Man Pleads Guilty to Plotting to Bomb Amazon Data Center

Prosecutors said that Seth Aaron Pendley, 28, of Wichita Falls, Texas, had also boasted that he was at the Capitol on Jan. 6 when Trump supporters stormed the building.,

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A Texas man who had boasted that he was at the United States Capitol when swarms of Trump supporters stormed the building on Jan. 6 pleaded guilty on Wednesday to plotting to blow up an Amazon data center in Virginia, prosecutors said.

The man, Seth Aaron Pendley, 28, of Wichita Falls, Texas, had been arrested in April after he went to pick up what he believed were bombs made of C-4 plastic explosives and detonation cords from an explosives supplier in Fort Worth, but were actually inert objects provided by an undercover F.B.I. agent, prosecutors said.

In a conversation recorded by an undercover agent on March 31, Mr. Pendley said he had hoped to anger “the oligarchy” enough to provoke a reaction that would persuade Americans to take action against what he perceived to be a “dictatorship,” prosecutors said.

During that same conversation, Mr. Pendley claimed to have been at the Jan. 6 attack on the U.S. Capitol, prosecutors said. He said that although he had not entered the building, he came prepared with a sawed-off rifle, which he left in his car, prosecutors said.

When the authorities later searched his home in Wichita Falls, they found an AR-15 receiver with a sawed-off barrel, a pistol painted to look like a toy gun, masks, wigs, and notes and flashcards related to the planned attack on the Amazon data center in Ashburn, Va., about 35 miles northwest of Washington, prosecutors said.

Prosecutors said a search of Mr. Pendley’s Facebook account revealed that he had also told an associate that he was at the Capitol on Jan. 6 and told that person that, although he had not entered the Capitol, he had taken a piece of glass from a window on the building.

On Wednesday, in an appearance before Magistrate Judge Hal R. Ray Jr. of U.S. District Court for the Northern District of Texas, Mr. Pendley pleaded guilty to a malicious attempt to destroy a building with an explosive. He faces five to 20 years in federal prison. His sentencing has been set for Oct. 1.

Mr. Pendley’s lawyer, George Lancaster, did not immediately respond to a message on Wednesday requesting comment.

“Due in large part to the meticulous work of the F.B.I.’s undercover agents, the Justice Department was able to expose Mr. Pendley’s twisted plot and apprehend the defendant before he was able to inflict any real harm,” Prerak Shah, the acting U.S. attorney for the Northern District of Texas, said in a statement. “We may never know how many tech workers’ lives were saved through this operation — and we’re grateful we never had to find out.”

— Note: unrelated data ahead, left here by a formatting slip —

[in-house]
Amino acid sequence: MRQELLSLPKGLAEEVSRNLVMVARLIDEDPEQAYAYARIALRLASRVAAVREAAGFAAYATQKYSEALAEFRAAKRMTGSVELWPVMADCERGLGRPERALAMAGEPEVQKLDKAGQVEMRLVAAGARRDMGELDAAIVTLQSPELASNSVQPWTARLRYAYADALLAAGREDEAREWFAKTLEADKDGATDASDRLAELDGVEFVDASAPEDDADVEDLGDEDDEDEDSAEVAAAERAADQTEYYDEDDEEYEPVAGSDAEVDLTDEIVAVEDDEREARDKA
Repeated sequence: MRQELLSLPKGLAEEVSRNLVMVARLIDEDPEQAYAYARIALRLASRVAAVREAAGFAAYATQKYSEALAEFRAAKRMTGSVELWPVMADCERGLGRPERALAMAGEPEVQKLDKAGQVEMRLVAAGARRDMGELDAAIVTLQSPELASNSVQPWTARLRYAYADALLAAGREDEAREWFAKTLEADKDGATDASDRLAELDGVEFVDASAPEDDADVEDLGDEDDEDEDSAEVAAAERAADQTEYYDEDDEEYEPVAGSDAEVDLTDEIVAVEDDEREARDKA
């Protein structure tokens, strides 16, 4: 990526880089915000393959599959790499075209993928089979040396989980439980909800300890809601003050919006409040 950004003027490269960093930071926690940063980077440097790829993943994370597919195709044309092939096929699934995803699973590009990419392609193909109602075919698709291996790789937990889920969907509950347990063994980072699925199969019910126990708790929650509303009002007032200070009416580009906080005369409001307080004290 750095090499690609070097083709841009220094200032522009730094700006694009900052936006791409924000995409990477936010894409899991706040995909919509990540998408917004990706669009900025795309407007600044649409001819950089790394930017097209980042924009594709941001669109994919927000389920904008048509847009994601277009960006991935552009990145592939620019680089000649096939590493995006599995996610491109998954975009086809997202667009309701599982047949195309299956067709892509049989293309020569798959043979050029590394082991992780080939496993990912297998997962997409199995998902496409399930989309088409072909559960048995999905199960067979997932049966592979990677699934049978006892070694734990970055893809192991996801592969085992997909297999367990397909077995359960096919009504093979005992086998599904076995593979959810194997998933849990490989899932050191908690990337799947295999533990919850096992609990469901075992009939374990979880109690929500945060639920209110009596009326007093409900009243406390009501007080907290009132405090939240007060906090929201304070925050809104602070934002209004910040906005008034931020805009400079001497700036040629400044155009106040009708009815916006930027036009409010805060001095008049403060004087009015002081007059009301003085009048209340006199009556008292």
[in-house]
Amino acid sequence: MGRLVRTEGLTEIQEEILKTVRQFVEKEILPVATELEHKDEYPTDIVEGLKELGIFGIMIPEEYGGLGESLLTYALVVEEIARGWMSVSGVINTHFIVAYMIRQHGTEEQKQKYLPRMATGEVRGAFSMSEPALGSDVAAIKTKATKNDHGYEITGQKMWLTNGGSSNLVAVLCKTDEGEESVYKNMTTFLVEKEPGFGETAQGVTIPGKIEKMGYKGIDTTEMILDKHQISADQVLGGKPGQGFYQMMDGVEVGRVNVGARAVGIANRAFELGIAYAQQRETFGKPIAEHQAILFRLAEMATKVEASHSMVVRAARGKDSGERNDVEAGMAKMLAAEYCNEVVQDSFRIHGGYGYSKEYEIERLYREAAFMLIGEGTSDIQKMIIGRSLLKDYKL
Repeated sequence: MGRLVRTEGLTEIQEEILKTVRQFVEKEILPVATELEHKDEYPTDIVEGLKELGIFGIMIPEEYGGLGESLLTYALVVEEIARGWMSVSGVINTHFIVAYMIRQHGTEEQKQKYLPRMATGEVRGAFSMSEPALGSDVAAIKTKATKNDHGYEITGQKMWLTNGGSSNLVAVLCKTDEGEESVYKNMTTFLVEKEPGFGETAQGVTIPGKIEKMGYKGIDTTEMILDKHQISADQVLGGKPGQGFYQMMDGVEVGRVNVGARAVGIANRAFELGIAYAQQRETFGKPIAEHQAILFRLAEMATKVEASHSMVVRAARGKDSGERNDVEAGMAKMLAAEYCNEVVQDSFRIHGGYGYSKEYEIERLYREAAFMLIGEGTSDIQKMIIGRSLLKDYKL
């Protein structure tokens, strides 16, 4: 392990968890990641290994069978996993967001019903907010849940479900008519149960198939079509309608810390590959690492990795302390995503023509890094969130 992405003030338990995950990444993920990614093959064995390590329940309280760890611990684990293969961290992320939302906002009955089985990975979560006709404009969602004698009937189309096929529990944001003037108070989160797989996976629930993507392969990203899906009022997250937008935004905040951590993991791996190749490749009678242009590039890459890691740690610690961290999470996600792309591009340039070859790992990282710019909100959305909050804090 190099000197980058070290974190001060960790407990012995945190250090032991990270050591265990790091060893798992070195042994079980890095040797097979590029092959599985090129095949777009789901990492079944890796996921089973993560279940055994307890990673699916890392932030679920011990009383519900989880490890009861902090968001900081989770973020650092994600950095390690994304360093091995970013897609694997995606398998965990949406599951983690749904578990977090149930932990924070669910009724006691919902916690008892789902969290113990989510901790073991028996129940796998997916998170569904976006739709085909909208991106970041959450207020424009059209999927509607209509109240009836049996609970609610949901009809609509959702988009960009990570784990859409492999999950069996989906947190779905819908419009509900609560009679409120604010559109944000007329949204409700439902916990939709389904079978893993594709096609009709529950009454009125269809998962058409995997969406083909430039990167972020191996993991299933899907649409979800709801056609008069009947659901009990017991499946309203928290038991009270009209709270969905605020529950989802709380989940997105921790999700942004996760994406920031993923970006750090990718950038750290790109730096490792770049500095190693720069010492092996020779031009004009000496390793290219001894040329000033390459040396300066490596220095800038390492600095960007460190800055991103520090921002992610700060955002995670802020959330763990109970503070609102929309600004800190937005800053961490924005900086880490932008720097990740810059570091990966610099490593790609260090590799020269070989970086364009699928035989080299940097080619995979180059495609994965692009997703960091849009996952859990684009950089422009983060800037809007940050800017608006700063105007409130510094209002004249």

Federal officials said they had begun investigating the plot after a concerned citizen contacted the F.B.I. on Jan. 8 about alarming statements posted on MyMilitia.com, a forum dedicated to organizing militia groups.

A user with the screen name Dionysus wrote that he was planning to “conduct a little experiment” that he said would “draw a lot of heat” and could be “dangerous,” prosecutors said.

When another user asked what Dionysus wanted, he responded, “death,” prosecutors said. A confidential source provided the F.B.I. with the user’s email address, which was registered to Mr. Pendley, prosecutors said.

In court papers, Mr. Pendley acknowledged that he had disclosed his plan to blow up Amazon web servers to a confidential source on Signal, an encrypted messaging app, in January.

In late February, he sent the source a list of data center addresses and said he hoped a successful attack could “kill off about 70 percent of the internet,” prosecutors said.

Mr. Pendley then showed the source a hand-drawn map of an Amazon data center in Ashburn that included proposed routes to and from the building.

He later described how he had planned to paint his car black and switch license plates to evade detection by law enforcement officials, prosecutors said.

In late March, the confidential source introduced Mr. Pendley to a person he claimed was his explosives supplier, but who was, in fact, an undercover F.B.I. employee, prosecutors said.

In recorded conversations, Mr. Pendley told the undercover employee that he planned to attack web servers that he believed provided service to the F.B.I., the C.I.A. and other federal agencies, prosecutors said.

Mr. Pendley said he believed that the government would overreact to the attack and that the response would awaken the American people to how unjust the government was, prosecutors said. Mr. Pendley said he hoped that “some of the people that are on the fence jump off the fence,” prosecutors said.

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